03 Jan ‘Three Sisters’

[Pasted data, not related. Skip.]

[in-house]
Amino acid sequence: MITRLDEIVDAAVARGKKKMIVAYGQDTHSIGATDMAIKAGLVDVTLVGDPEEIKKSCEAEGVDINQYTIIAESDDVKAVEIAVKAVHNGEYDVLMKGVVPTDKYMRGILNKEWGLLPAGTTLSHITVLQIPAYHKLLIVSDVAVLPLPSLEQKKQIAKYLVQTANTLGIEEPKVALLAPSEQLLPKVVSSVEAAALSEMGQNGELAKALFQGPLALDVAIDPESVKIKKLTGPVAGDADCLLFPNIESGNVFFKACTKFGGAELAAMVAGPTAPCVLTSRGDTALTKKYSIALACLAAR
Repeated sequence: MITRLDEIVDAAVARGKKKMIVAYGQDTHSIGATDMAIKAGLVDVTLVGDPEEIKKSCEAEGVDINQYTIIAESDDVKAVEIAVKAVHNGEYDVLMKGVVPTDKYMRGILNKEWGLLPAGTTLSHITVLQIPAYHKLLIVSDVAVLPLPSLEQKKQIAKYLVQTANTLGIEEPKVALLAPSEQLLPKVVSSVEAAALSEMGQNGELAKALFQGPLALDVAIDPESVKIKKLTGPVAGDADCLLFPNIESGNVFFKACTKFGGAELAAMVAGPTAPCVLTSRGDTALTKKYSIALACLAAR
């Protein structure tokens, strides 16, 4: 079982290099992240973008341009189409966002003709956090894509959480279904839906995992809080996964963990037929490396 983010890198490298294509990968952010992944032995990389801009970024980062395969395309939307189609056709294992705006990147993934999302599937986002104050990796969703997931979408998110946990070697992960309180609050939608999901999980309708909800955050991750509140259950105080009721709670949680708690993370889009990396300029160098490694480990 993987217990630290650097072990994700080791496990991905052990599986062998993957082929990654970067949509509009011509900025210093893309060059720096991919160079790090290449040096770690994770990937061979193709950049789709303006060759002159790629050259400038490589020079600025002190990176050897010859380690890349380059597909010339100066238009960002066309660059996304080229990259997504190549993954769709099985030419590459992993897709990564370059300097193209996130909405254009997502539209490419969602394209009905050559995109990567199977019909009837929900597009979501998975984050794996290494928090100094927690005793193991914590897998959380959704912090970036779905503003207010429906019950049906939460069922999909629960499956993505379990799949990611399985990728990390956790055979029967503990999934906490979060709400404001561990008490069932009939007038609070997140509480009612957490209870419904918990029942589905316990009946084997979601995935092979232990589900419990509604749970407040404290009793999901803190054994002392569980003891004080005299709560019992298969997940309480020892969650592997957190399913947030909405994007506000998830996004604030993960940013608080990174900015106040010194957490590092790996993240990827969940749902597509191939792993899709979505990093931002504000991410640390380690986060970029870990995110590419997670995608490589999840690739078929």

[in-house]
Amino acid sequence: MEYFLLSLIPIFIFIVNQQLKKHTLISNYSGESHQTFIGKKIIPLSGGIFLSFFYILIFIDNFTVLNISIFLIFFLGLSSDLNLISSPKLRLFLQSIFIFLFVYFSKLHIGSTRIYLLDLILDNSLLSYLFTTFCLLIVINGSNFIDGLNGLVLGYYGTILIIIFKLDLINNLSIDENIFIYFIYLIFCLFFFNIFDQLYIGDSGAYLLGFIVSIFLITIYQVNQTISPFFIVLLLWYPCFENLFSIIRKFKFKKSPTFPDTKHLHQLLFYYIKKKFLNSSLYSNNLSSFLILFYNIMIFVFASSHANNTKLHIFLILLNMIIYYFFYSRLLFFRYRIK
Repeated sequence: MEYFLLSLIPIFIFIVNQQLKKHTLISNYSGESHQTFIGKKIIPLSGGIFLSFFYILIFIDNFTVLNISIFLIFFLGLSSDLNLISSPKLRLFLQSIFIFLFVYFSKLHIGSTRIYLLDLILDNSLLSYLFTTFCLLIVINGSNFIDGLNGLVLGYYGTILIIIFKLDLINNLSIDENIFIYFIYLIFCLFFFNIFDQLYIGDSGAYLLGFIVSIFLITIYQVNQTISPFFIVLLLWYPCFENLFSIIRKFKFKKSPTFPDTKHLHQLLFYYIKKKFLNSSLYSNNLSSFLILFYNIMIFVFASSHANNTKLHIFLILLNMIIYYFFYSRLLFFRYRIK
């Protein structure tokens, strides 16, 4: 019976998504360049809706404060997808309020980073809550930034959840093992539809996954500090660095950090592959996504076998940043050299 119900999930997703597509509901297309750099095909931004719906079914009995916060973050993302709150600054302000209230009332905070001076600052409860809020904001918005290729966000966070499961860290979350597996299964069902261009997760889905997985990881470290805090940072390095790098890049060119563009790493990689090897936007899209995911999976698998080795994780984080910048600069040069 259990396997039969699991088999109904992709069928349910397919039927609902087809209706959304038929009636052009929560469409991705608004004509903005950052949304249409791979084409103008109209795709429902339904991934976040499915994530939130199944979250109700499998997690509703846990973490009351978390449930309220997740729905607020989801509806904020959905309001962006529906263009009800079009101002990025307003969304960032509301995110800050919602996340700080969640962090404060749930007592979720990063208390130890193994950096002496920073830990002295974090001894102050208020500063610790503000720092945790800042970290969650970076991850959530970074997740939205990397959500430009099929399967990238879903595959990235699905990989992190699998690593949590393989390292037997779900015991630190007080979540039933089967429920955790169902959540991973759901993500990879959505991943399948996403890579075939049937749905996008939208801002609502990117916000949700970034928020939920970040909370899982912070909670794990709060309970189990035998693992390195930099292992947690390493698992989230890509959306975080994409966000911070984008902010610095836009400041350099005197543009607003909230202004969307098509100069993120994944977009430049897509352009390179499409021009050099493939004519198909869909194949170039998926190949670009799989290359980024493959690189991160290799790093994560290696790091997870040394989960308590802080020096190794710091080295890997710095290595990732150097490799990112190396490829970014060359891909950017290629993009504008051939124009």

Chekhov’s plays are long. They usually involve a family who are suffering at the hands of political circumstances. Things generally don’t go well. This new play based on Chekhov’s ‘Three Sisters’ at the National Theatre has been re-imagined by talented poet Inua Ellams. The action has been transposed to the Biafran Civil War 1967-1970. It is a clever re-telling of a family trying to find happiness in the crucible of conflict. The colonising interests of the UK and France are implicated for their financial involvement. There are unpalatable historical consequences to acknowledge. It also has unpleasant resonances of current global issues around power, in territories rich in fossil fuels. All this plays out through a classic Chekhovian plot of drawing room family dynamics. Three sisters are displaced from their preferred home in Lagos. They grapple with relationships on the cusp between arranged marriages and modern influences. Each character has different motivations, and responds to trauma differently. At a familial level it’s about hope and its subsequent loss. At a global level it’s a valuable history lesson about the entanglements that burden populations as long term consequences of colonial powers playing ‘divide and rule’. The cast give us fine portrayals of different responses to life under siege, bearing the unbearable weight of hunger, violence and sorrow.